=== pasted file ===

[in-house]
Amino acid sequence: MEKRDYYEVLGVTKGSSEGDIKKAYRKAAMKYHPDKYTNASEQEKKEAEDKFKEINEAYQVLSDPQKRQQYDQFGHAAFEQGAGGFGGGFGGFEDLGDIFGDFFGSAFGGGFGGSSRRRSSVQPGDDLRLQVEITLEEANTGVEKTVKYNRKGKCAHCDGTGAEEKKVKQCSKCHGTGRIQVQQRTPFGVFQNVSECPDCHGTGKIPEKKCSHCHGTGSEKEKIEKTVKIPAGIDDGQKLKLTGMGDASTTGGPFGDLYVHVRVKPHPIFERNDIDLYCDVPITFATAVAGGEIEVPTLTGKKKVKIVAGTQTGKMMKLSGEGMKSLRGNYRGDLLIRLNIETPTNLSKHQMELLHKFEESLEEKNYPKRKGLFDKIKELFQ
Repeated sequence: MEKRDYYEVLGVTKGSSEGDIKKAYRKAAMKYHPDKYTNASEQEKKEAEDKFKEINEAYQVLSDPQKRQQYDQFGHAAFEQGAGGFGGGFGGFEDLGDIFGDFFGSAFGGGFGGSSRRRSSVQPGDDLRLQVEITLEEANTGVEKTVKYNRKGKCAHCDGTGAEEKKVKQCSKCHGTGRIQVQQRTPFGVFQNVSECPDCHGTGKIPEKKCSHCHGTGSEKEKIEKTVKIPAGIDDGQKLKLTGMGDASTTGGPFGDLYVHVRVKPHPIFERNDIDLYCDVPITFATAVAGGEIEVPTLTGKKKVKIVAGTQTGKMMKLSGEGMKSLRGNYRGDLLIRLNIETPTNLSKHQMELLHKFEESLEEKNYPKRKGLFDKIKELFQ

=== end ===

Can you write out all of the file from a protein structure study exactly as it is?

[in-house]
Amino acid sequence: MEKRDYYEVLGVTKGSSEGDIKKAYRKAAMKYHPDKYTNASEQEKKEAEDKFKEINEAYQVLSDPQKRQQYDQFGHAAFEQGAGGFGGGFGGFEDLGDIFGDFFGSAFGGGFGGSSRRRSSVQPGDDLRLQVEITLEEANTGVEKTVKYNRKGKCAHCDGTGAEEKKVKQCSKCHGTGRIQVQQRTPFGVFQNVSECPDCHGTGKIPEKKCSHCHGTGSEKEKIEKTVKIPAGIDDGQKLKLTGMGDASTTGGPFGDLYVHVRVKPHPIFERNDIDLYCDVPITFATAVAGGEIEVPTLTGKKKVKIVAGTQTGKMMKLSGEGMKSLRGNYRGDLLIRLNIETPTNLSKHQMELLHKFEESLEEKNYPKRKGLFDKIKELFQ
Repeated sequence: MEKRDYYEVLGVTKGSSEGDIKKAYRKAAMKYHPDKYTNASEQEKKEAEDKFKEINEAYQVLSDPQKRQQYDQFGHAAFEQGAGGFGGGFGGFEDLGDIFGDFFGSAFGGGFGGSSRRRSSVQPGDDLRLQVEITLEEANTGVEKTVKYNRKGKCAHCDGTGAEEKKVKQCSKCHGTGRIQVQQRTPFGVFQNVSECPDCHGTGKIPEKKCSHCHGTGSEKEKIEKTVKIPAGIDDGQKLKLTGMGDASTTGGPFGDLYVHVRVKPHPIFERNDIDLYCDVPITFATAVAGGEIEVPTLTGKKKVKIVAGTQTGKMMKLSGEGMKSLRGNYRGDLLIRLNIETPTNLSKHQMELLHKFEESLEEKNYPKRKGLFDKIKELFQ